On Monday, Chelsea won the UEFA Youth League, beating Shakhtar Donetsk in the final 3-2. The competition is sort of like a junior varsity Champions League: the 32 clubs who participate in the group stage of big boys' competition send out essentially an under-19 team composed, this season, of players who were born on or after Jan. 1, 1996.
Chelsea do extremely well in youth competitions. The UEFA Youth League has been running for two years and before that, for two seasons you had the NextGen series,...
There's a temptation (perhaps understandably) to ascribe deeper meaning to the outcome of a football match. In this case, United's 4-2 thumping of City in the Manchester derby is hailed as some sort of passing of the torch -- or, Sir Alex Ferguson might say, a resumption of normal service -- with the blue half on the slide and the red half on the rise.
Did the 90 minutes reflect that? Yes.
You can point to City dominating the early exchanges and taking the lead. You can note how United's equalizer...
Maybe Reading will knock them out of the FA Cup. Maybe Chelsea will beat them at the Emirates or they'll lose to Manchester United and drop points foolishly against the likes of Hull or Sunderland or Burnley. Maybe they'll barely scrape into the Champions League, leaving the commentariat to chuckle and poke each other in the ribs as they point to Arsene Wenger's "fourth-place trophy".
Maybe you can distill it down to some kind of scientific axiom: the greater the number of individual superstars on the pitch, the greater the chance that a moment of genius, magic or what you might otherwise call unaccountable skill will be the difference between the two.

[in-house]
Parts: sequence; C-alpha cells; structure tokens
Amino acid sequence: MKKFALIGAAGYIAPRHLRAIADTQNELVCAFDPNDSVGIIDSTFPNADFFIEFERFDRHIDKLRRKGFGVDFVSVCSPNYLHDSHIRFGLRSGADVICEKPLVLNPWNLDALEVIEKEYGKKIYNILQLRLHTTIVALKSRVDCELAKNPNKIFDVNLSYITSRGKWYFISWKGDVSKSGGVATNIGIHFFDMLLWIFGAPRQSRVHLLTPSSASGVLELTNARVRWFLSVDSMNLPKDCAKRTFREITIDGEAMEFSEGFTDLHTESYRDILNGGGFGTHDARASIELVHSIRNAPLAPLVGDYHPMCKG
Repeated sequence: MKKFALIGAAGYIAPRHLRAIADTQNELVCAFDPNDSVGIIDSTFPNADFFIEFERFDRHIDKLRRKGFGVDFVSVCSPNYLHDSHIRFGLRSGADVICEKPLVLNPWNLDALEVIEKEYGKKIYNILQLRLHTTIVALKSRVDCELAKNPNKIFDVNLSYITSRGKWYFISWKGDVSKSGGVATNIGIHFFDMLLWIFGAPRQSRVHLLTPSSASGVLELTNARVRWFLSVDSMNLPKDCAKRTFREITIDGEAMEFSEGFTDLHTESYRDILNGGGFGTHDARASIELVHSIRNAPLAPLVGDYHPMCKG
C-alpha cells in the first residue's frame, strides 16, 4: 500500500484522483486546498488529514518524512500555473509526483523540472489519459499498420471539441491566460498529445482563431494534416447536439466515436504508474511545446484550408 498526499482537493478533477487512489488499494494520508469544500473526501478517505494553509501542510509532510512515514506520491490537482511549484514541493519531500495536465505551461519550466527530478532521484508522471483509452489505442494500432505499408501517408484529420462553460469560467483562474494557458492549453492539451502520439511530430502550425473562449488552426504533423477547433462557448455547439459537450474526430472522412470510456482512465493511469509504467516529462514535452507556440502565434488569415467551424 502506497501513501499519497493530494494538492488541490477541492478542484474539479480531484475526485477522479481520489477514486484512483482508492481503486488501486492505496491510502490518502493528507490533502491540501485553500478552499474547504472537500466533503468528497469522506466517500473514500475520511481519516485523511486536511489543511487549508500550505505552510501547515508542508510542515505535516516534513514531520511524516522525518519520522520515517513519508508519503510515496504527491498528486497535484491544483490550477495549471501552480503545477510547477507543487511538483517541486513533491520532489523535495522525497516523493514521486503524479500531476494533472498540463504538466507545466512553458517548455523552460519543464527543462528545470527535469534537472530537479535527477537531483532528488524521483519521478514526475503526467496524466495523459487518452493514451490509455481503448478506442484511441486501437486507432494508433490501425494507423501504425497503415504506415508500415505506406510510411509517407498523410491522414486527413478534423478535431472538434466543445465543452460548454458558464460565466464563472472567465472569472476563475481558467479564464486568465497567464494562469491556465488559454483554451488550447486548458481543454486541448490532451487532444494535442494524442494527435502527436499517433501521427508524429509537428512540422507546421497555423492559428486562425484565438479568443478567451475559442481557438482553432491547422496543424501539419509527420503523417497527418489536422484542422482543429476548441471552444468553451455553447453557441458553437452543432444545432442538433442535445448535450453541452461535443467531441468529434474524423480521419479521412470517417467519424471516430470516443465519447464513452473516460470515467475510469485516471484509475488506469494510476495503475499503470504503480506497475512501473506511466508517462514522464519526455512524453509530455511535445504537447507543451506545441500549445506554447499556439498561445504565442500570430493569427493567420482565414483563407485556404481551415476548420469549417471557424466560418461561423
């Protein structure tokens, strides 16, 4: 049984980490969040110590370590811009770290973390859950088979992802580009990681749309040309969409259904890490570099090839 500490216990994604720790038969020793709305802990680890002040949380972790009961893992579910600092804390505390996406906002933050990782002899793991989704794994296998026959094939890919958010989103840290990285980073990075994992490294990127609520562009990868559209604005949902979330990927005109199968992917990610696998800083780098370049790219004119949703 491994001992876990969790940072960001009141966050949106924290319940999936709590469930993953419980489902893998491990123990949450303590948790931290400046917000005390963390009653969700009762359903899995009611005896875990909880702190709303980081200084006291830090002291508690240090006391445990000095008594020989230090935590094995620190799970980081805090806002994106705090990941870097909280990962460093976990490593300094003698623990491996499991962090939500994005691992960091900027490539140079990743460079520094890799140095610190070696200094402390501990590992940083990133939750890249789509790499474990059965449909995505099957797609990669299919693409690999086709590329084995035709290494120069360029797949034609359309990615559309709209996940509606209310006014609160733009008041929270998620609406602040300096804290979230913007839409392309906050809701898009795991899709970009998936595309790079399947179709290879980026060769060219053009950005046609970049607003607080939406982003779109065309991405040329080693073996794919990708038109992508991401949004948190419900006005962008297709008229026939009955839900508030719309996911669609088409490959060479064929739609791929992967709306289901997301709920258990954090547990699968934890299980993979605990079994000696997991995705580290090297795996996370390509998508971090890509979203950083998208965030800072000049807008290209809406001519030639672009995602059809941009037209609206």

Barcelona and Real Madrid both had spells in which they enjoyed the upper hand in Sunday's Clasico, but only the Catalans had Luis Suarez and the move he pulled 10 minutes into the second half.
Chelsea have two wins in six games, following the 1-1 home draw with Southampton, and the fact that their lead at the top of the Premier League table -- courtesy of Manchester City's defeat at Burnley -- has increased to six points is not down to them.
With such a margin and a game in hand, it would take a cataclysm for Jose Mourinho not to win his third league title at Stamford Bridge. With the League Cup already in the bag, it's a successful campaign for the "Special One."
You've probably heard this before: "Those who don't know their history are condemned to repeat it."
You wonder whether Florentino Perez has. On Tuesday night his expensively assembled Real Madrid team was booed off the pitch at the Bernabeu, following a 4-3 home defeat to Schalke. It was the club's second straight loss (after the 1-0 setback against Athletic Bilbao, which cost them top spot in La Liga) and it marked only the second time in history that Real had conceded four goals at the Bernabeu...